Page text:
In 2012, the APO Board of Trustees initiated the regular auditing of its expenditures by requesting the Commission on Audit to install a permanent resident auditor.
To date, APO has settled almost all of its long standing accounts payable that go back to previous management like:
- the settlement of 2008 BIR tax deficiencies amounting to P48 million;
- the payment of SSS, Philhealth and HDMF contributions amounting to P2.6 million;
- payment of unsettled city government permits dating back to the 1970s, of P17 million;
- payment of long overdue supplier trade payables amounting to P18 million.
A New Era for APO
In July 2014, APO started operations of a 3-hectare security printing facility at the LIMA Technology Center located between Lipa City and Malvar (hence LIMA), in Batangas.
Today, the APO-Lima Security Plant produces excise stamps for the BIR, as well as supervises the use of Internal Revenue Stamp Information System (IRSIS), a security software that tracks and traces tobacco products.
In 2013 and 2014, the GCG gave outstanding ratings to the APO board of trustees for full compliance with “fit and right” corporate governance standards that manifest commitment to the principles of transparency and accountability.
APO as Printer of ‘Sin Tax’ Stamps
Two major institutional reforms paved the way for APO’s role as a printer of revenue stamps. First, the adoption by the Philippine Senate in 2009 of the Framework Convention on Tobacco Control (FCTC), a World Health Organization treaty that identifies the elimination of illicit trade in tobacco products as a key element of global tobacco control. And second, the enactment of a Sin Tax law that earmarked funds for the Universal Health Care Program.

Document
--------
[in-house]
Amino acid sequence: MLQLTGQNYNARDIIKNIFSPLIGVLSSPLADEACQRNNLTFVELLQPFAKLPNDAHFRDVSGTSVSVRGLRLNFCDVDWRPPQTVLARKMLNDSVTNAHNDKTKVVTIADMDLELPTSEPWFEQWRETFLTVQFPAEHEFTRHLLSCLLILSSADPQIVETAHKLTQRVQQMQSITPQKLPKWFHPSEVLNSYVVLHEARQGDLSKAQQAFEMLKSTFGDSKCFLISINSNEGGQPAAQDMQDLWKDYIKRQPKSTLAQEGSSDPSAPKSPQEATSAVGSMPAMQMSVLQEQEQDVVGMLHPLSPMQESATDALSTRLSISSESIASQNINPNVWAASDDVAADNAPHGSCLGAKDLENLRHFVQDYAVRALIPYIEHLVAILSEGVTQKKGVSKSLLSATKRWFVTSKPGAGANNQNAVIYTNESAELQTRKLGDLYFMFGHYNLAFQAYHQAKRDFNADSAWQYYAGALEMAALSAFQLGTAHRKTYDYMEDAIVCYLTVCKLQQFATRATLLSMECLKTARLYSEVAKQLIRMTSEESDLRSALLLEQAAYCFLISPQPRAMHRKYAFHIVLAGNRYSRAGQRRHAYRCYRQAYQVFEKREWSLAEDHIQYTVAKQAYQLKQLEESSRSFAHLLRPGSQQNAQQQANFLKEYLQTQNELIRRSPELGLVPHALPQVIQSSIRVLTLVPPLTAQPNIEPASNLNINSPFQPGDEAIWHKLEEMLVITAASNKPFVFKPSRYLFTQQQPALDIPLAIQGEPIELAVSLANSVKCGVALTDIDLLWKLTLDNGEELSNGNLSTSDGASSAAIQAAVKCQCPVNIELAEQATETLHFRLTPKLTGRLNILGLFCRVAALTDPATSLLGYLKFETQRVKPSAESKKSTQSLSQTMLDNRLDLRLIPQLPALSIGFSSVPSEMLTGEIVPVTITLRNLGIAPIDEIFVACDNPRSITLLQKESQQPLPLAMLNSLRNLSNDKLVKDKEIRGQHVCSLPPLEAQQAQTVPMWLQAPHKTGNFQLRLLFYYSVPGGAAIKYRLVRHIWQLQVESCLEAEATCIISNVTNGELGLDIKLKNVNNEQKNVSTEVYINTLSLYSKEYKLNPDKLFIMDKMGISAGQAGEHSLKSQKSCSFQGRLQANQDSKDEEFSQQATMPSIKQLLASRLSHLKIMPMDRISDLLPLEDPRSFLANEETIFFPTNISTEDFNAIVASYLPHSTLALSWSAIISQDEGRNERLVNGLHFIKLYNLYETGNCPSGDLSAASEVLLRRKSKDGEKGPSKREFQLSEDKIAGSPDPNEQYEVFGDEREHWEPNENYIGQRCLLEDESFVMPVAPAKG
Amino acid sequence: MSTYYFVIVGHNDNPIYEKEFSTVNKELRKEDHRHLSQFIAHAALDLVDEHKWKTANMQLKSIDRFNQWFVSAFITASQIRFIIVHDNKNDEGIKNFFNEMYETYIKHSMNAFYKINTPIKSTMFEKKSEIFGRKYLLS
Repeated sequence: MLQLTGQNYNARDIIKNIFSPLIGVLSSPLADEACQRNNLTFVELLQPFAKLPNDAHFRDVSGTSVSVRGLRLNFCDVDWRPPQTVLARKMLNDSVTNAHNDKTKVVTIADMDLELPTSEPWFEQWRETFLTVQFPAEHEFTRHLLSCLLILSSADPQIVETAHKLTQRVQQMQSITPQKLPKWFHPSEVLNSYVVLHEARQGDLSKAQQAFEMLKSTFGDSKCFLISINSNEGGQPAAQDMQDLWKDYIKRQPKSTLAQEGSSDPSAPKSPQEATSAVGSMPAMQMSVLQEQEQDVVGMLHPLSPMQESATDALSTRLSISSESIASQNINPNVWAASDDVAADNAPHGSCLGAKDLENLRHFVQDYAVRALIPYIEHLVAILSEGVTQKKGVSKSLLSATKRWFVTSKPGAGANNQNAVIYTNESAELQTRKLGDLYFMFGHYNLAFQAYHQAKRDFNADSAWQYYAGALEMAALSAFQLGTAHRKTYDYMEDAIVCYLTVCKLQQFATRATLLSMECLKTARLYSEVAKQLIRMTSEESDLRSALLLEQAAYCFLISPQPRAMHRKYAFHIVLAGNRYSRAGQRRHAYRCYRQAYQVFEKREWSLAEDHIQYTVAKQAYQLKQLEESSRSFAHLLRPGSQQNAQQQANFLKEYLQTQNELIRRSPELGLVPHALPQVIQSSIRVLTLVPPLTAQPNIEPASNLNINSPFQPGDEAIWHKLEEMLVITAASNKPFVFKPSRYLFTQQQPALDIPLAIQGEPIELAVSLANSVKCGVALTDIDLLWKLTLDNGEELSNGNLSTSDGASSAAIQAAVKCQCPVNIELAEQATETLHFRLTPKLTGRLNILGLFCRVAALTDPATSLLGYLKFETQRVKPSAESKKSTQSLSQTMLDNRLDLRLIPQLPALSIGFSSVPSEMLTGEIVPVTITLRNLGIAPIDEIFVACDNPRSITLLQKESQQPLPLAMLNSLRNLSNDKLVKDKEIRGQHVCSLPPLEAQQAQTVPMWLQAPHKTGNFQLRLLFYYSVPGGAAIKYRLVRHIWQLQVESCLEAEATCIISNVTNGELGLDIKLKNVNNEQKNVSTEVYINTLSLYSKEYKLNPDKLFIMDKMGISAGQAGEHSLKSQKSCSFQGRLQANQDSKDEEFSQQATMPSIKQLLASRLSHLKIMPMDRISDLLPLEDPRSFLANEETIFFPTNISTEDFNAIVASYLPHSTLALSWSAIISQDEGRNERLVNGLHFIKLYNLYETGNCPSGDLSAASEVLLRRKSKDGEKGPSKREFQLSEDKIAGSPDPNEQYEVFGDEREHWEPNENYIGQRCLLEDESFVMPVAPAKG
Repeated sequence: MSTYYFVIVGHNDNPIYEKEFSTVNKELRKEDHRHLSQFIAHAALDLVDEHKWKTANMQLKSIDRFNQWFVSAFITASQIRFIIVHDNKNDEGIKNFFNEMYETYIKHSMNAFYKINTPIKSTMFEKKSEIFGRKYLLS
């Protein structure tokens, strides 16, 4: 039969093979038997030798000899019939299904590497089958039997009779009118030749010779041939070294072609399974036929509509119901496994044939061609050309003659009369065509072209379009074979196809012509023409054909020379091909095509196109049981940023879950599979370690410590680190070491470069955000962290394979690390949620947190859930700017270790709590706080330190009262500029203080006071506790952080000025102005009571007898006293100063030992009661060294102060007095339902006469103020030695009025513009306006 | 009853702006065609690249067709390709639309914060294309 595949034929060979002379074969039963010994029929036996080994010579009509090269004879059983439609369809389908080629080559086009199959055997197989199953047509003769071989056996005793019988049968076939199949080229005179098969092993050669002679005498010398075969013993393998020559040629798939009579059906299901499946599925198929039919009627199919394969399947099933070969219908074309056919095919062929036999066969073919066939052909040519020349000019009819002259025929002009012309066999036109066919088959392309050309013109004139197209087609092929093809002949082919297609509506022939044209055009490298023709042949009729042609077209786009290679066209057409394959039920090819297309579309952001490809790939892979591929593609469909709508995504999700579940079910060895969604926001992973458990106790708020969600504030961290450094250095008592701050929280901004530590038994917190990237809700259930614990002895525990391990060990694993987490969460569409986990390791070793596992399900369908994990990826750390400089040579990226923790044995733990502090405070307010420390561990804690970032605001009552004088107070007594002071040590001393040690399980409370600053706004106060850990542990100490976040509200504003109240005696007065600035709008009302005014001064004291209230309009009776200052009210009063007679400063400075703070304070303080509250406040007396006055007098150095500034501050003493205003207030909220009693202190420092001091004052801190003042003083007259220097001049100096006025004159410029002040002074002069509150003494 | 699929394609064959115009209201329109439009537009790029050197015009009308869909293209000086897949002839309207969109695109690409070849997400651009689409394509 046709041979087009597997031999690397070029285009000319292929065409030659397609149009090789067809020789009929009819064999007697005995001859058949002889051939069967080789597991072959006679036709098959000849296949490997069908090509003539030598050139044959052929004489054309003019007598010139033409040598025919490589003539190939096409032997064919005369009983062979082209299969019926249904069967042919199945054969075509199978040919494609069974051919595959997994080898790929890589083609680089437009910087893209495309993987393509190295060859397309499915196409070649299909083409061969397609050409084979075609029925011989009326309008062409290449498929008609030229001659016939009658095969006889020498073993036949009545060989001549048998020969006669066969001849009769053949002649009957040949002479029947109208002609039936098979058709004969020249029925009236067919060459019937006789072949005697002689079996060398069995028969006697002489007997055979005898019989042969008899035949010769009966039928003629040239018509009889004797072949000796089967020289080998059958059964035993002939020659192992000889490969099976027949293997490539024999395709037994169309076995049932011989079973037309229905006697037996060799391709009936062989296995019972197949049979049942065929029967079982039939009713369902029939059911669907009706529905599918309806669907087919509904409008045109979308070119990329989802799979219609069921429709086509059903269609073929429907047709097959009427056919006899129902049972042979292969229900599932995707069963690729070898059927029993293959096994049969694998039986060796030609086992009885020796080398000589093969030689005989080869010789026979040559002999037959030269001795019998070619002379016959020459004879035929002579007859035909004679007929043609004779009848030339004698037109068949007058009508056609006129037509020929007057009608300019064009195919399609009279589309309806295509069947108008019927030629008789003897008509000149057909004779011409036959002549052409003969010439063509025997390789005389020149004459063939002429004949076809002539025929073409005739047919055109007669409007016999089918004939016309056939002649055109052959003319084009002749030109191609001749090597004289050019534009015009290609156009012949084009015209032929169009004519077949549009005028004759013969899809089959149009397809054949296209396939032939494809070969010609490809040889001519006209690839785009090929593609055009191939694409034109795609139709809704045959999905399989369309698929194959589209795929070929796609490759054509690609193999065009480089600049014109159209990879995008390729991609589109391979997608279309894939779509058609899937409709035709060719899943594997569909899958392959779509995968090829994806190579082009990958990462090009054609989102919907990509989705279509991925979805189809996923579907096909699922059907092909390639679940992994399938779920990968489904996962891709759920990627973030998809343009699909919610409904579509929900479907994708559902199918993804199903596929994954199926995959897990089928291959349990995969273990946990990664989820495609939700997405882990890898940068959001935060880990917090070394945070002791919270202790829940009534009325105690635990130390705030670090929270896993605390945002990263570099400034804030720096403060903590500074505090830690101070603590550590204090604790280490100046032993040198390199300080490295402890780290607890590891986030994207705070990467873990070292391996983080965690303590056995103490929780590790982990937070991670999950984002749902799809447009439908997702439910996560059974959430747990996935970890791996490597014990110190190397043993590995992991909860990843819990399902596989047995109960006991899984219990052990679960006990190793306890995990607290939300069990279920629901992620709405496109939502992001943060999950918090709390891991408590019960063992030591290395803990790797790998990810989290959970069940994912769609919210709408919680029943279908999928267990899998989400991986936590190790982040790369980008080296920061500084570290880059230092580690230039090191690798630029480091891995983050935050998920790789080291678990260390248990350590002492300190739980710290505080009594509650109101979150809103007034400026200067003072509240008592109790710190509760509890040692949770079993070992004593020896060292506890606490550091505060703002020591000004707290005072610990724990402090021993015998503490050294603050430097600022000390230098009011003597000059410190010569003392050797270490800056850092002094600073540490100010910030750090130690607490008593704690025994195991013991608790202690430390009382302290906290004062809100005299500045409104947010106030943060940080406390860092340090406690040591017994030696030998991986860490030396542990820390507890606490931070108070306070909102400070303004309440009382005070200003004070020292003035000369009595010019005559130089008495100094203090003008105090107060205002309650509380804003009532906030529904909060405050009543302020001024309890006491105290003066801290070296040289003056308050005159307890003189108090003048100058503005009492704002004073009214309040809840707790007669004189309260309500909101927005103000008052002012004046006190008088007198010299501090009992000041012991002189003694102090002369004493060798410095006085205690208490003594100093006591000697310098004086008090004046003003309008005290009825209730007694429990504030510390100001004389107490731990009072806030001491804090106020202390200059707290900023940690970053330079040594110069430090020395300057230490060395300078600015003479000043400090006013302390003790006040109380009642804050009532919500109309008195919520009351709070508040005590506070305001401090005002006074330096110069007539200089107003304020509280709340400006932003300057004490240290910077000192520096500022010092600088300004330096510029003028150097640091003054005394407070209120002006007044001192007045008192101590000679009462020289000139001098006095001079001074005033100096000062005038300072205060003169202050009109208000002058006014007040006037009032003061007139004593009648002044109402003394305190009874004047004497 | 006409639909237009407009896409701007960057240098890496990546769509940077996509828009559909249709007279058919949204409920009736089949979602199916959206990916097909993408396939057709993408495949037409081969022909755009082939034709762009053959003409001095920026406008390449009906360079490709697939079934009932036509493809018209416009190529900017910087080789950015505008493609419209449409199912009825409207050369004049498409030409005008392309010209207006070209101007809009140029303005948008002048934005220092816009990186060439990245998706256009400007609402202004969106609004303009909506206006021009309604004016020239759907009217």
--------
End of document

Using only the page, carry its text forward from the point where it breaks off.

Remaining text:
Previously, the Bureau of Internal Revenue (BIR) did not have a system for determining the actual quantity of cigarettes manufactured and sold by the tobacco companies. The FCTC treaty adopted by the Senate required the development of a “practical tracking and tracing regime that would further secure the (tobacco) distribution system and assist in the investigation of illicit trade.”
Hence, the BIR began implementing a new system whereby it assumed full control and supervision over the production and issuance of excise stamps – with the aid of the Internal Revenue Stamp Information System (IRSIS), a security software that tracks and traces tobacco products – and tapped APO to serve as authorized printer of such stamps.
Previously, tobacco manufacturers were allowed to produce their own stamps without any system to track production and trace distribution. With APO serving as the sole official printer, the BIR is able to ensure that all taxes due to tobacco products are accurately and fully paid.
The system follows the FCTC standards on (1) the use of the evolving coding technology including barcodes, radio frequency identification (RFID), invisible ink, physical fingerprints, and code verification system; and (2) the specific coding technology in the tobacco sector that enables government to immediately verify if the product is genuine or not, the use of digital stamps to improve tax collection efficiency, and a tracking and tracing system to monitor the movement of tobacco products particularly when these were diverted to illegal channels.
The passage of the Sin Tax Law (Republic Act 10351) in December 2012 resulted in a significant increase in government revenues, which in turn provided the needed funds for various components of the Universal Health Care Program of the Aquino administration. The incremental increase in sin tax collection in 2014 reached P50.18 billion, significantly higher than the P42.86 billion projected for that year. The implementation of the tax stamp system is expected to drive the sin tax collections even higher than the projected amount of P50.63 billion in 2015.